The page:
Part-year residents

As an ITIN holder, you may be considered a part-year resident of New York if you meet the definition of a resident for only part of the year.

Part-year residents must file a New York tax return if they earned any income during their resident period or any of the income outlined in the nonresident section during their nonresident period over the New York standard deduction.

In addition, part-year residents may wish to file to claim refunds or tax credits.

Now that you know whether you need to file based on your New York state residency status, let’s delve into how to file your taxes in New York.

Getting ready to file

Before you get to work on your New York State income tax return, gather the following documents:

  • Your ITIN number (and the ITIN numbers for your spouse and dependent children)
  • Your tax return from last year, if you have one
  • Your federal tax return from this year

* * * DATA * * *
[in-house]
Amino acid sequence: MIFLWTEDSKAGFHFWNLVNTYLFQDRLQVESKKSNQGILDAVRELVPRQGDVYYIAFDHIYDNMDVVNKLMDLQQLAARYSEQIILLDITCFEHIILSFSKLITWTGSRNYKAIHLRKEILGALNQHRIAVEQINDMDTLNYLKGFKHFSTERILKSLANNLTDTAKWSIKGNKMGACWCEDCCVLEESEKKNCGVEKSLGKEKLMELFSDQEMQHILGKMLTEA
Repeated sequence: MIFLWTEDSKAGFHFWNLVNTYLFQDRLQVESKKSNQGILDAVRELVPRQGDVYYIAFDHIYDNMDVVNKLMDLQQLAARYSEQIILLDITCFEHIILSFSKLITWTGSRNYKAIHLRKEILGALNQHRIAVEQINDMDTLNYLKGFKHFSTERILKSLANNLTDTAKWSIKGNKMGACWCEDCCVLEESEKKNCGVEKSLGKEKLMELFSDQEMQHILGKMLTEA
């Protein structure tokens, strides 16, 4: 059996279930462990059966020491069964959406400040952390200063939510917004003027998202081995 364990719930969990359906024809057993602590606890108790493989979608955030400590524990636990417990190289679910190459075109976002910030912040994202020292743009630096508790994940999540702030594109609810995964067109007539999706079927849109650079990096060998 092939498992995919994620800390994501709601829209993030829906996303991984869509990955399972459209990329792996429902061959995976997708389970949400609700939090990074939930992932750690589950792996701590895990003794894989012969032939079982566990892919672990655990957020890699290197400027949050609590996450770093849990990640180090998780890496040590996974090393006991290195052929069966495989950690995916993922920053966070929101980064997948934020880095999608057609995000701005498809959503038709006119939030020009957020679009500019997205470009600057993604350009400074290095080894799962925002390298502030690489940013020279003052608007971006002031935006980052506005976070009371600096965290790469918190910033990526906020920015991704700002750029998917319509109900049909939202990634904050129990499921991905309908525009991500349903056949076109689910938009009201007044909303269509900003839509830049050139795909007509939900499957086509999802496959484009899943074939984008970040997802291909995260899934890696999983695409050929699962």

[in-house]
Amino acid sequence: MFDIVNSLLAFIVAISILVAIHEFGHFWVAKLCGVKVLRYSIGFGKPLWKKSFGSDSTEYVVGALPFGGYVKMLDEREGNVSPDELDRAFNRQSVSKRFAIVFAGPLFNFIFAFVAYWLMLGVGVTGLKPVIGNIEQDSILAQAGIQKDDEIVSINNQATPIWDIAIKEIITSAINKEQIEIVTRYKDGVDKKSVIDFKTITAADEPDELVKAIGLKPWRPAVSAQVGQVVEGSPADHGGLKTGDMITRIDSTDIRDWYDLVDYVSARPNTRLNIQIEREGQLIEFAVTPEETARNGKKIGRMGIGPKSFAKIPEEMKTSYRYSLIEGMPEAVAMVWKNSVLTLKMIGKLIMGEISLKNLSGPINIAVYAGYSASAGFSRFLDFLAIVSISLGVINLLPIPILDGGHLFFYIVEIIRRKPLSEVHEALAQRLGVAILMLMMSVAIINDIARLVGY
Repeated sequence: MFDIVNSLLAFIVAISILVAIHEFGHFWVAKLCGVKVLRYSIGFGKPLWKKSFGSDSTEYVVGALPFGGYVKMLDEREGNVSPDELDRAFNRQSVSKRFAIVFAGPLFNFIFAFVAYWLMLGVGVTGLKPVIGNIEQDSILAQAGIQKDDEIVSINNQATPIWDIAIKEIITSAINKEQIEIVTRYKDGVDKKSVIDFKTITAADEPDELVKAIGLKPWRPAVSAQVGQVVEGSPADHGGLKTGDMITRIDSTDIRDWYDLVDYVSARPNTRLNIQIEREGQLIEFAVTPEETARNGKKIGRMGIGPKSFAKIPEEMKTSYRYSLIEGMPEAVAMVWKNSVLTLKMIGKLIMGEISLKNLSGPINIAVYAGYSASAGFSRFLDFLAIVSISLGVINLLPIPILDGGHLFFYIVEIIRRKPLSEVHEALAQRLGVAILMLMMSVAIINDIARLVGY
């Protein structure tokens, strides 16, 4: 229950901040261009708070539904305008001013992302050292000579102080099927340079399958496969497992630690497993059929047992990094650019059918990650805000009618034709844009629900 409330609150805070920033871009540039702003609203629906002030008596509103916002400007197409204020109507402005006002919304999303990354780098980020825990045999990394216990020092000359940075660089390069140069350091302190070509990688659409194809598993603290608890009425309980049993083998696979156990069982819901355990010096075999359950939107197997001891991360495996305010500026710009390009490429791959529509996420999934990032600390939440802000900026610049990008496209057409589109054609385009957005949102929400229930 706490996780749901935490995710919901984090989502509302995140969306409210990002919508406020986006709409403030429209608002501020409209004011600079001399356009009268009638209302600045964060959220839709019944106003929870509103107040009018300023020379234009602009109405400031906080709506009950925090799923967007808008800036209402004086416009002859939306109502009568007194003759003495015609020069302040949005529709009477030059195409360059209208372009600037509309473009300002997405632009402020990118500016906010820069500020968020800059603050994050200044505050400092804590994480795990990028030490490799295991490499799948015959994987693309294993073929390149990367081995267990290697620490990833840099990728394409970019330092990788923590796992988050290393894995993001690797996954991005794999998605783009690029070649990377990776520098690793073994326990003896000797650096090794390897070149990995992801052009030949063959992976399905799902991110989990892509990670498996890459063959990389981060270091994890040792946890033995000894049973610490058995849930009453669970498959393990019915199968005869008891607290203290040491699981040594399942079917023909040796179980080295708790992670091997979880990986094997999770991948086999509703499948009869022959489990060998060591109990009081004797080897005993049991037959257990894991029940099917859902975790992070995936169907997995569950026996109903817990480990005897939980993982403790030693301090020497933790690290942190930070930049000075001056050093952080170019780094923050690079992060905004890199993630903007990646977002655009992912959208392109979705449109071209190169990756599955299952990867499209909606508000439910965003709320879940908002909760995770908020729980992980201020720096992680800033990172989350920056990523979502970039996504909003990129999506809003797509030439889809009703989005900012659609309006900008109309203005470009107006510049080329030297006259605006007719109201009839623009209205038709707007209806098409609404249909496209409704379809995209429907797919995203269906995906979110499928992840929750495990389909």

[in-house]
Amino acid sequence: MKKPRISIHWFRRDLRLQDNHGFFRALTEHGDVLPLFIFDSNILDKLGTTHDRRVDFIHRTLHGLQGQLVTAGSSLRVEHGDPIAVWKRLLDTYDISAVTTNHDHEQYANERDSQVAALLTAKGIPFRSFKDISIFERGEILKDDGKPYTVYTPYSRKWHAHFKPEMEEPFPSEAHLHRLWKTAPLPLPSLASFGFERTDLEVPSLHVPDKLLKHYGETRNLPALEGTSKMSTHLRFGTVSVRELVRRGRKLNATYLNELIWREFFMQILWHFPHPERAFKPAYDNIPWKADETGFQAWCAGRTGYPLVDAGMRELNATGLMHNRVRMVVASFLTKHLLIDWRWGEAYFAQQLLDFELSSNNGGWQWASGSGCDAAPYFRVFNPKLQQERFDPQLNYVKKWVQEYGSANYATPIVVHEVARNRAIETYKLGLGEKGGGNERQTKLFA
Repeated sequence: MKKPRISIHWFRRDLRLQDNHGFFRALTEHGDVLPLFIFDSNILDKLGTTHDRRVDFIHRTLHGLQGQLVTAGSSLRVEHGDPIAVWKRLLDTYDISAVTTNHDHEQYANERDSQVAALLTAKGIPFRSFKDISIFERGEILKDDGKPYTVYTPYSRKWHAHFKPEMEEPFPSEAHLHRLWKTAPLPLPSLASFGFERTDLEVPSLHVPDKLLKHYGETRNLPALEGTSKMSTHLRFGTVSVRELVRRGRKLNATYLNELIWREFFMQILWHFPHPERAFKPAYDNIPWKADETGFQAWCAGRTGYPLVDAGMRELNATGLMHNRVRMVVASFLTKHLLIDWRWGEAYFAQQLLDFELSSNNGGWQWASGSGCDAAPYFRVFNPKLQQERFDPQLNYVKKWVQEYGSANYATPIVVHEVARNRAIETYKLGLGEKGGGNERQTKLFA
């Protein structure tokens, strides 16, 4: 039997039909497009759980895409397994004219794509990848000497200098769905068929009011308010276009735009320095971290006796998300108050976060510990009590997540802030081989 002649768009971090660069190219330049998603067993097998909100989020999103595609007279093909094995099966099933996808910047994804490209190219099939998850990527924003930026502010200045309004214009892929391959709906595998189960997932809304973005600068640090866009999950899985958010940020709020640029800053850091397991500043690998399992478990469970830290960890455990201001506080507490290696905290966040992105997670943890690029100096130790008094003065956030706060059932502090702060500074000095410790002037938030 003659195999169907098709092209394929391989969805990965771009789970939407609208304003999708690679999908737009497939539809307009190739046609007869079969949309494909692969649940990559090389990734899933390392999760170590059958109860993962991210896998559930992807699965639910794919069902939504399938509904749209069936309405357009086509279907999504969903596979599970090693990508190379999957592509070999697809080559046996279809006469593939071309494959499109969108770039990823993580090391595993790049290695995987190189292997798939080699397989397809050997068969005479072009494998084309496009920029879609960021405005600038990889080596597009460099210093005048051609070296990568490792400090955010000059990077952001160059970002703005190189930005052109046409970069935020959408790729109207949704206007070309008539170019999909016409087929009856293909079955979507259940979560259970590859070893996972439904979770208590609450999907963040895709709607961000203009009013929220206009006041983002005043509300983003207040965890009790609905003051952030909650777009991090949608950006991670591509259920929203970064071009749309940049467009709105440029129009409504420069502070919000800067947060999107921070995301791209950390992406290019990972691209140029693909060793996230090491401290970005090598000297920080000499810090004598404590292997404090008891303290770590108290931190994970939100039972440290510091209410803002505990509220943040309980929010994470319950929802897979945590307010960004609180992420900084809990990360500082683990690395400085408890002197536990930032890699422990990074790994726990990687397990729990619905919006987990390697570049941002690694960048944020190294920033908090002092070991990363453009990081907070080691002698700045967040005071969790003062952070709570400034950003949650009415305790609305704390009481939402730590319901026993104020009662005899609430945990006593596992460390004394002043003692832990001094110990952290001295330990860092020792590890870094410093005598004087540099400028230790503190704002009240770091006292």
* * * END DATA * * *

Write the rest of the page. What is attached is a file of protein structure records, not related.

• Your driver’s license or state-issued ID (and your spouse’s ID)
  • Any Forms W-2, 1098, or 1099 that you received
  • Department of Labor Form 1099-G, if you collected unemployment
  • Other documentation for income that you need to report
  • Forms 1095-A, B, or C, Affordable Healthcare Statement, if you received one
  • Your routing and account number for your bank account if you want to pay taxes owed via direct debit or have your tax refund directly deposited

What form to file

Residents of New York complete Form IT-201 to file their state income taxes, while nonresidents and part-year residents use Form IT-203.

Like the IRS, the New York State Department of Taxation and Finance will use the ITIN issued to you by the federal government to identify you in their system. On Form IT-201 or Form IT-203, you’ll write your ITIN in the boxes labeled “Social Security number.”